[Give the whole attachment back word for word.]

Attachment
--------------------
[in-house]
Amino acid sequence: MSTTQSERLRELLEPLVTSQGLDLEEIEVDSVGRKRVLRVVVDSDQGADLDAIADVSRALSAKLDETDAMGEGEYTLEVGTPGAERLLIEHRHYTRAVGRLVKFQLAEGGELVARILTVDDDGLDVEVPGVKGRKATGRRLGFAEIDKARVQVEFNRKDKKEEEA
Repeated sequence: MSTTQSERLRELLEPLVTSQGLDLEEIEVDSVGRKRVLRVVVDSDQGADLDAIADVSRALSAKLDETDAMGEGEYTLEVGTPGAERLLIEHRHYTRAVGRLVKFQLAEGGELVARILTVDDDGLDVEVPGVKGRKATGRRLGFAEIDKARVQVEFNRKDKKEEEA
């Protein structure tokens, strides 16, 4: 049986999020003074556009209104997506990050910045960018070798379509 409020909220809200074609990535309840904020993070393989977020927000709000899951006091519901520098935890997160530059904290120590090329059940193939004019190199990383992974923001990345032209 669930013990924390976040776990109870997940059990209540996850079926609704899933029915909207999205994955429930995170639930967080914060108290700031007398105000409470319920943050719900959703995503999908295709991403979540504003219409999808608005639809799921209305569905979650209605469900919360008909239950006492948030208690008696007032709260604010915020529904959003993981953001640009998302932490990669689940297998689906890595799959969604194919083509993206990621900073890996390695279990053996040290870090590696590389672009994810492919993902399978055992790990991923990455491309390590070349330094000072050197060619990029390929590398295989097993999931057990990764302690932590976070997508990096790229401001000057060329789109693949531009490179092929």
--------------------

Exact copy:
[in-house]
Amino acid sequence: MSTTQSERLRELLEPLVTSQGLDLEEIEVDSVGRKRVLRVVVDSDQGADLDAIADVSRALSAKLDETDAMGEGEYTLEVGTPGAERLLIEHRHYTRAVGRLVKFQLAEGGELVARILTVDDDGLDVEVPGVKGRKATGRRLGFAEIDKARVQVEFNRKDKKEEEA
Repeated sequence: MSTTQSERLRELLEPLVTSQGLDLEEIEVDSVGRKRVLRVVVDSDQGADLDAIADVSRALSAKLDETDAMGEGEYTLEVGTPGAERLLIEHRHYTRAVGRLVKFQLAEGGELVARILTVDDDGLDVEVPGVKGRKATGRRLGFAEIDKARVQVEFNRKDKKEEEA
């Protein structure tokens, strides 16, 4: 049986999020003074556009209104997506990050910045960018070798379509 409020909220809200074609990535309840904020993070393989977020927000709000899951006091519901520098935890997160530059904290120590090329059940193939004019190199990383992974923001990345032209 669930013990924390976040776990109870997940059990209540996850079926609704899933029915909207999205994955429930995170639930967080914060108290700031007398105000409470319920943050719900959703995503999908295709991403979540504003219409999808608005639809799921209305569905979650209605469900919360008909239950006492948030208690008696007032709260604010915020529904959003993981953001640009998302932490990669689940297998689906890595799959969604194919083509993206990621900073890996390695279990053996040290870090590696590389672009994810492919993902399978055992790990991923990455491309390590070349330094000072050197060619990029390929590398295989097993999931057990990764302690932590976070997508990096790229401001000057060329789109693949531009490179092929």